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Anteprima del libro

More Sailboat Projects - Clarence Jones

Edition

Preface

This book is a sequel to Sailboat Projects, first published as an e-book in 2012, followed by a printed version in 2013.

I write. I invent. I tinker. I sail. That's what this book is all about. Each chapter is a project that shows you how to make upgrades and gadgets for your boat to enhance your sailing experience. My specialty is making something for $10 that would cost $200 at a boating store.

I've produced several books and a lot of how-to pieces in newspapers and magazines. My guidelines for these DIY projects – and writing about them – have always been:

Simplicity

Ease of assembly

Minimal cost

Lots of pictures

Readily available materials

The projects in this book vary from very simple (Swaging Rope to Make an Eye, Better Rope Whipping) to fairly complex (New Holding Tank Vent Avoids a Brown Disaster, Wide-Screen Weather Station, AIS and Live TV). Some of them were previously published (or soon will be) in Good Old Boat magazine.

Browse through the topics in the Table of Contents. Somewhere in there, you'll probably discover one or more ideas you'll want to make for your boat. Welcome aboard.

Other Books by Clarence Jones

Winning with the News Media - A Self-Defense Manual When You're the Story (9th Edition, both print and e-book versions)

They're Gonna Murder You - War Stories from My Life at the News Front (both print and e-book versions)

Sailboat Projects – Clever Ideas and How to Make Them – For a Pittance (both print and e-book versions)

Webcam Savvy – For Job or News Interviews (both print and e-book versions)

Back to Table of Contents

Table of Contents

Preface

Steering Wheel Extender

Catbird Seat Rail Pads

Digital Volt Meter/Battery Monitor

Solar Panels for Trickle Charging

Water Hose Tool

Holding Tank Vent Avoids Brown Disaster

Swaging Rope Instead of Splicing

Better Rope Whipping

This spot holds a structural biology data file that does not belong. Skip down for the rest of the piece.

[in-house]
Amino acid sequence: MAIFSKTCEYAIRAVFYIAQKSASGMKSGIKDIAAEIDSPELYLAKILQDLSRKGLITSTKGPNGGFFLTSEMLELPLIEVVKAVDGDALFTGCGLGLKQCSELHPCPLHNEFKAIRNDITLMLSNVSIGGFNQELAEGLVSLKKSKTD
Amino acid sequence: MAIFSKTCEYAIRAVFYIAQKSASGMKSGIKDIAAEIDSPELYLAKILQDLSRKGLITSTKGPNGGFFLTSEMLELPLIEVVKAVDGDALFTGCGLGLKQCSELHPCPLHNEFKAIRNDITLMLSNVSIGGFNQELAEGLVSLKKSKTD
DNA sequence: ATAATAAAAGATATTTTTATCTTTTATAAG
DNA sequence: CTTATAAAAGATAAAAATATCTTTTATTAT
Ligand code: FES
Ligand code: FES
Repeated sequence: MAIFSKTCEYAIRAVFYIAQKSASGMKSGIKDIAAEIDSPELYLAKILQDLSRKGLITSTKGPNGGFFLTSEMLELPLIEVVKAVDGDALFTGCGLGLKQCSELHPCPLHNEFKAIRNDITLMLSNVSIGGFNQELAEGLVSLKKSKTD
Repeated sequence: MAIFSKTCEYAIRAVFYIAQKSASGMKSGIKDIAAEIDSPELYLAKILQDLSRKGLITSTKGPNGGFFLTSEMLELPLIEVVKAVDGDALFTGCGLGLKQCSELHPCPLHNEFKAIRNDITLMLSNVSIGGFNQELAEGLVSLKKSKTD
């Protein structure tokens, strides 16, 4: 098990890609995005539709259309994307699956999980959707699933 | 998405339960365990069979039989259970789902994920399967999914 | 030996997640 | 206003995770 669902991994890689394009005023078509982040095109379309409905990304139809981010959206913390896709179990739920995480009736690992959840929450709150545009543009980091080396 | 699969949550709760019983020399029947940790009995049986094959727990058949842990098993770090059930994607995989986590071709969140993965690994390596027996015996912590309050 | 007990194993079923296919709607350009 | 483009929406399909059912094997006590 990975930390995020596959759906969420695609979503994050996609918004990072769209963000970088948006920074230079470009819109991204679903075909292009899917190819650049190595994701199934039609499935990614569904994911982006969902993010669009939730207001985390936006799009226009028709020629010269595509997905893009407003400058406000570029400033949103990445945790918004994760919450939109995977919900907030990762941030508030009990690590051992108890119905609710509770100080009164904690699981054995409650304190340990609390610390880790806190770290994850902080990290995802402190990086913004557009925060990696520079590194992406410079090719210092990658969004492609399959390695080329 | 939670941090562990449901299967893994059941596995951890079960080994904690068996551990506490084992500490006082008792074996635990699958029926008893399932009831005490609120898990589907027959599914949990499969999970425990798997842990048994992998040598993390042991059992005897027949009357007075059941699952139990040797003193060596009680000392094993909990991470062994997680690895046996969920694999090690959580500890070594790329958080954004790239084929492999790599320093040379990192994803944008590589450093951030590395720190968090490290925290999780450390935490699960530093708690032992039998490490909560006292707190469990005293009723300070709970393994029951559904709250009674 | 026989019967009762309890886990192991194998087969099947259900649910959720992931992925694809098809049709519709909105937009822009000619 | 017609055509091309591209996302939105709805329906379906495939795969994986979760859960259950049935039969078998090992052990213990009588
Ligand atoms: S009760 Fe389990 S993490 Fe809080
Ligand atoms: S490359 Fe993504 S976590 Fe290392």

Keep the Ice Chest Colder, Longer

Cabin Air Cooler

Boat Hook Piling Snare

Boat Hook Ring Attachment

Pickup Stick

Wide Screen Weather, AIS & Live TV

A Better TV Bracket

Anchor Retriever

Auxiliary Bilge Pump

LED Lantern

Favorite Materials & Tools

About the Author

Contact Us

Strange e-book Stuff

Copyright Notice

Steering Wheel Extender

My wife, Ellen, steering with the extender

Our Catalina 28 has elevated catbird seats in the aft corners of the cockpit. A wonderful place to sit when you’re under sail. I often wished I could steer from there. Then Forespar® marketed an extension rod for $140 to do just that.

Brilliant idea, but expensive. I figured out how to make my own for less than $5.

The secret to make it work is a connector that can swivel in any direction, so you can swing the wheel from the starboard or port seat.

And be able to quickly connect or detach the rod.

The spokes of my wheel are a half-inch in diameter. This connector will work with spokes slightly larger or smaller. It’s made primarily with a modified, three-quarter-inch PVC T fitting and a length of PVC or polished aluminum pipe for the handle.

The PVC assembly (above) is split and then held in place on the wheel spoke with two stainless steel clamps. A smaller clamp on the wheel keeps the assembly in place.

The most expensive part for this project is a bimini frame eye-end cap that costs $2.50.

The smooth PVC will be kind to the finish on the spoke as it swings horizontally, even when it grips very tightly. The bolt through the assembly and bimini eye-end fitting connects the rod and allows vertical movement.

Quick Removal

For quick removal, I put a short piece of quarter-inch hose on the threaded end of the bolt. There’s a small hole drilled in the outer end of the hose. A wire tie through that hole makes a loop so you can quickly pull the hose off to remove the bolt and rod handle.